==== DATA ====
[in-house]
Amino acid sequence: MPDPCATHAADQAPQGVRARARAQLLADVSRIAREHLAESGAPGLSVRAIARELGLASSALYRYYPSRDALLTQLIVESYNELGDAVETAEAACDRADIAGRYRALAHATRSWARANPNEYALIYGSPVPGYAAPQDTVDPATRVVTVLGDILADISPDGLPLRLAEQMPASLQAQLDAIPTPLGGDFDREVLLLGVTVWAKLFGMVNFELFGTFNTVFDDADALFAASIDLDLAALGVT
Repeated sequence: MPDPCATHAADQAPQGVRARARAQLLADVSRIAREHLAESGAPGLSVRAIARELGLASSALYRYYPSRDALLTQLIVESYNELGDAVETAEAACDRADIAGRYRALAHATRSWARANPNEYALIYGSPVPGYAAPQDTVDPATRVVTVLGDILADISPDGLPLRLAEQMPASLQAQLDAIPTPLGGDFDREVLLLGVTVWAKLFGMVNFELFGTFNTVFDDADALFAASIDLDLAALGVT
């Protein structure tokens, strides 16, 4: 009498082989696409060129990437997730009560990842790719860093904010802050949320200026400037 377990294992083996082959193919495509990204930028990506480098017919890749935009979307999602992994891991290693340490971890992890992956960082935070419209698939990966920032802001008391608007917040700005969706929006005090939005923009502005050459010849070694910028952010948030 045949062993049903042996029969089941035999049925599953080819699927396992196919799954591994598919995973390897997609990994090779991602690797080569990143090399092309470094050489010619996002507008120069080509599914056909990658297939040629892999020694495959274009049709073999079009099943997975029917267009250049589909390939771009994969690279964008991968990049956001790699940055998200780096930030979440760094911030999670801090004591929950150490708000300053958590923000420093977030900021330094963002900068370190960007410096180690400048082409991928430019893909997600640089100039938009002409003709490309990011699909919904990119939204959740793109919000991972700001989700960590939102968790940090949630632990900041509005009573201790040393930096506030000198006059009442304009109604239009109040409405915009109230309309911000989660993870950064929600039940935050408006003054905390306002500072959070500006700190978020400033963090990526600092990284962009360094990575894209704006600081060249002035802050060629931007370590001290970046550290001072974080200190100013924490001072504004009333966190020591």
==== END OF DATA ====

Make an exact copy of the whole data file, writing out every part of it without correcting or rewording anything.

[in-house]
Amino acid sequence: MPDPCATHAADQAPQGVRARARAQLLADVSRIAREHLAESGAPGLSVRAIARELGLASSALYRYYPSRDALLTQLIVESYNELGDAVETAEAACDRADIAGRYRALAHATRSWARANPNEYALIYGSPVPGYAAPQDTVDPATRVVTVLGDILADISPDGLPLRLAEQMPASLQAQLDAIPTPLGGDFDREVLLLGVTVWAKLFGMVNFELFGTFNTVFDDADALFAASIDLDLAALGVT
Repeated sequence: MPDPCATHAADQAPQGVRARARAQLLADVSRIAREHLAESGAPGLSVRAIARELGLASSALYRYYPSRDALLTQLIVESYNELGDAVETAEAACDRADIAGRYRALAHATRSWARANPNEYALIYGSPVPGYAAPQDTVDPATRVVTVLGDILADISPDGLPLRLAEQMPASLQAQLDAIPTPLGGDFDREVLLLGVTVWAKLFGMVNFELFGTFNTVFDDADALFAASIDLDLAALGVT
């Protein structure tokens, strides 16, 4: 009498082989696409060129990437997730009560990842790719860093904010802050949320200026400037 377990294992083996082959193919495509990204930028990506480098017919890749935009979307999602992994891991290693340490971890992890992956960082935070419209698939990966920032802001008391608007917040700005969706929006005090939005923009502005050459010849070694910028952010948030 045949062993049903042996029969089941035999049925599953080819699927396992196919799954591994598919995973390897997609990994090779991602690797080569990143090399092309470094050489010619996002507008120069080509599914056909990658297939040629892999020694495959274009049709073999079009099943997975029917267009250049589909390939771009994969690279964008991968990049956001790699940055998200780096930030979440760094911030999670801090004591929950150490708000300053958590923000420093977030900021330094963002900068370190960007410096180690400048082409991928430019893909997600640089100039938009002409003709490309990011699909919904990119939204959740793109919000991972700001989700960590939102968790940090949630632990900041509005009573201790040393930096506030000198006059009442304009109604239009109040409405915009109230309309911000989660993870950064929600039940935050408006003054905390306002500072959070500006700190978020400033963090990526600092990284962009360094990575894209704006600081060249002035802050060629931007370590001290970046550290001072974080200190100013924490001072504004009333966190020591």